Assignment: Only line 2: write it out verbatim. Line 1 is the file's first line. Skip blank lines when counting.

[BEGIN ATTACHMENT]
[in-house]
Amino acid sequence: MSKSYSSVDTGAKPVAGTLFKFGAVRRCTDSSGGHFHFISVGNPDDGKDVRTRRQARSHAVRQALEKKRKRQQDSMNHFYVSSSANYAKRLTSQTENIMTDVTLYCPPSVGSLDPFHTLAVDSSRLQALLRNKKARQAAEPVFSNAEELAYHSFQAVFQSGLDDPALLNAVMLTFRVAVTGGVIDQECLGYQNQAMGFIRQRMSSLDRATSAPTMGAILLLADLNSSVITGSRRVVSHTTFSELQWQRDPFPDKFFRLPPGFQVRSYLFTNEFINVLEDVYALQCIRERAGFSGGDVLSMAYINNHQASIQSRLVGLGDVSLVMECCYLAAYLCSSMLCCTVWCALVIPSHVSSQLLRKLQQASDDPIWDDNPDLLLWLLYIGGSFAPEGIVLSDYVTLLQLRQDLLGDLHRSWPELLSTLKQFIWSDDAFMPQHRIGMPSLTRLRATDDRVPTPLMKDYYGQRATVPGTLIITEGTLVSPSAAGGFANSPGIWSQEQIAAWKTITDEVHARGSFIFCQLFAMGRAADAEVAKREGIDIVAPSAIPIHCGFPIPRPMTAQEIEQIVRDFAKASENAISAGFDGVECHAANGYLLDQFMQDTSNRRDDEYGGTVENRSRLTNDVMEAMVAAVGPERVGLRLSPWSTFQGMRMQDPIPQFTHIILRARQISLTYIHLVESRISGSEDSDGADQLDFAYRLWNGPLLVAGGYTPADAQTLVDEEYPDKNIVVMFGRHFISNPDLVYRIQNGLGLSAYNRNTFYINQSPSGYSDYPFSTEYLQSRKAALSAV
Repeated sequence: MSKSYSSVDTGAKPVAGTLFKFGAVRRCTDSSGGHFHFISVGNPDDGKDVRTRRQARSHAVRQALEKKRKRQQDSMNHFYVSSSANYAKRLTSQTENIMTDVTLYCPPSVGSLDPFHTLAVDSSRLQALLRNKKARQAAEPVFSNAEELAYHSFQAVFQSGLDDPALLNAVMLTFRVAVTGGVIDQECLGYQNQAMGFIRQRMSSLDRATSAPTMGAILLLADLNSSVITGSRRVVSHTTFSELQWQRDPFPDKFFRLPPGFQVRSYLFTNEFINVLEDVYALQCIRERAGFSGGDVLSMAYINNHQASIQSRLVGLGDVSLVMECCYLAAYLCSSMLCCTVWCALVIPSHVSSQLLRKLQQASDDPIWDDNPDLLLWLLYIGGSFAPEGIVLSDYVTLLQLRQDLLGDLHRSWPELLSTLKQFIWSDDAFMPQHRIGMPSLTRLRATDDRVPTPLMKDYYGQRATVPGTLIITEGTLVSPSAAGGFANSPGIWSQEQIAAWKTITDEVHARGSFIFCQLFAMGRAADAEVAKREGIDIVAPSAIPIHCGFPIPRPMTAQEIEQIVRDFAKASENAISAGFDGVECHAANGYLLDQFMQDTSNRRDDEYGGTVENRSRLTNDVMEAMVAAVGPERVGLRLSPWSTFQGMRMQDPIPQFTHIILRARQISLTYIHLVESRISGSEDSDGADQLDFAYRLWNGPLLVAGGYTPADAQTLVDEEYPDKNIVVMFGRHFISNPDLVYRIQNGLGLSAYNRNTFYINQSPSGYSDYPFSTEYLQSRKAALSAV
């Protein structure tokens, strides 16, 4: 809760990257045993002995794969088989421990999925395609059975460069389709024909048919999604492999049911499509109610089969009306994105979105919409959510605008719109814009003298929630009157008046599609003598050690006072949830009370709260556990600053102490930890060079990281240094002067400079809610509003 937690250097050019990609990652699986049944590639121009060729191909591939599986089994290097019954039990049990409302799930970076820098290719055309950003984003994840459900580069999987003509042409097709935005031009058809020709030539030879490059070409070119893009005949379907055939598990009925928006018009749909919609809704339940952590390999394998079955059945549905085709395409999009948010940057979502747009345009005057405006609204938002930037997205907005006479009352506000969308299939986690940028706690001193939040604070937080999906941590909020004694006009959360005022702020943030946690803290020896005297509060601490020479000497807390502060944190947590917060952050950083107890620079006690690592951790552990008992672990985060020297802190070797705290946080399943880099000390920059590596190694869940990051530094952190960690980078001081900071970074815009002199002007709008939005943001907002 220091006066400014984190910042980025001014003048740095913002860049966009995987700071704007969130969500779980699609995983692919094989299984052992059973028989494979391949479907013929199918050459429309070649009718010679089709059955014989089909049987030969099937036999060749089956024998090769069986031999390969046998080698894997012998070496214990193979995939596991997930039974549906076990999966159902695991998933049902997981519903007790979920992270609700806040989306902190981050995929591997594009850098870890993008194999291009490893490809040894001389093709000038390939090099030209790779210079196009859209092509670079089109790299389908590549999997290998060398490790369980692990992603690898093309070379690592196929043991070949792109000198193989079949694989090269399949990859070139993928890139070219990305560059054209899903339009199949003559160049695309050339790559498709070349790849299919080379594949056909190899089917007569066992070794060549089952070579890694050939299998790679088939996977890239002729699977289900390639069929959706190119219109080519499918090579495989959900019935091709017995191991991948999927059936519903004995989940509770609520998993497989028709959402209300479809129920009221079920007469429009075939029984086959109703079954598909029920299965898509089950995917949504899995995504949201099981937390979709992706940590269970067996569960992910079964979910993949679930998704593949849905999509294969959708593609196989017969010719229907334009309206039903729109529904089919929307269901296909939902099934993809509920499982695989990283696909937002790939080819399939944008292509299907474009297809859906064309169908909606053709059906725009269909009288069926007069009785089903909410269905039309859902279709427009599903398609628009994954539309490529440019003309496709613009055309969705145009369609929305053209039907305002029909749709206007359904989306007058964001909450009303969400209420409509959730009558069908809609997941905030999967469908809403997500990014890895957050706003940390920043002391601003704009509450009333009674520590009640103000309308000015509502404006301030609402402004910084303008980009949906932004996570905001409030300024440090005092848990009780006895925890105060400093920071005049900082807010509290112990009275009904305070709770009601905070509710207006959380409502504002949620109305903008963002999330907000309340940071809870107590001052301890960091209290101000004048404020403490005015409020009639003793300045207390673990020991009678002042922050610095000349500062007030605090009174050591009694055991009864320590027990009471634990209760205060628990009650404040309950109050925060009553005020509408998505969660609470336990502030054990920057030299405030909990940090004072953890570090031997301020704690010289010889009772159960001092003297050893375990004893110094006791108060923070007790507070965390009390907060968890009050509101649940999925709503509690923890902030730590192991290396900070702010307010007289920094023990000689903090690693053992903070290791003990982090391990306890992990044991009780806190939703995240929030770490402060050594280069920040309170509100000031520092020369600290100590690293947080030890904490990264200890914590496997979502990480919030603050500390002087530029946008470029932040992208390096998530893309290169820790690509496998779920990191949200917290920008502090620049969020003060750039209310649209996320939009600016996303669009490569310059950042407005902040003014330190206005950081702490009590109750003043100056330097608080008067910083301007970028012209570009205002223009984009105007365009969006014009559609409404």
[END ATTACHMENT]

Amino acid sequence: MSKSYSSVDTGAKPVAGTLFKFGAVRRCTDSSGGHFHFISVGNPDDGKDVRTRRQARSHAVRQALEKKRKRQQDSMNHFYVSSSANYAKRLTSQTENIMTDVTLYCPPSVGSLDPFHTLAVDSSRLQALLRNKKARQAAEPVFSNAEELAYHSFQAVFQSGLDDPALLNAVMLTFRVAVTGGVIDQECLGYQNQAMGFIRQRMSSLDRATSAPTMGAILLLADLNSSVITGSRRVVSHTTFSELQWQRDPFPDKFFRLPPGFQVRSYLFTNEFINVLEDVYALQCIRERAGFSGGDVLSMAYINNHQASIQSRLVGLGDVSLVMECCYLAAYLCSSMLCCTVWCALVIPSHVSSQLLRKLQQASDDPIWDDNPDLLLWLLYIGGSFAPEGIVLSDYVTLLQLRQDLLGDLHRSWPELLSTLKQFIWSDDAFMPQHRIGMPSLTRLRATDDRVPTPLMKDYYGQRATVPGTLIITEGTLVSPSAAGGFANSPGIWSQEQIAAWKTITDEVHARGSFIFCQLFAMGRAADAEVAKREGIDIVAPSAIPIHCGFPIPRPMTAQEIEQIVRDFAKASENAISAGFDGVECHAANGYLLDQFMQDTSNRRDDEYGGTVENRSRLTNDVMEAMVAAVGPERVGLRLSPWSTFQGMRMQDPIPQFTHIILRARQISLTYIHLVESRISGSEDSDGADQLDFAYRLWNGPLLVAGGYTPADAQTLVDEEYPDKNIVVMFGRHFISNPDLVYRIQNGLGLSAYNRNTFYINQSPSGYSDYPFSTEYLQSRKAALSAV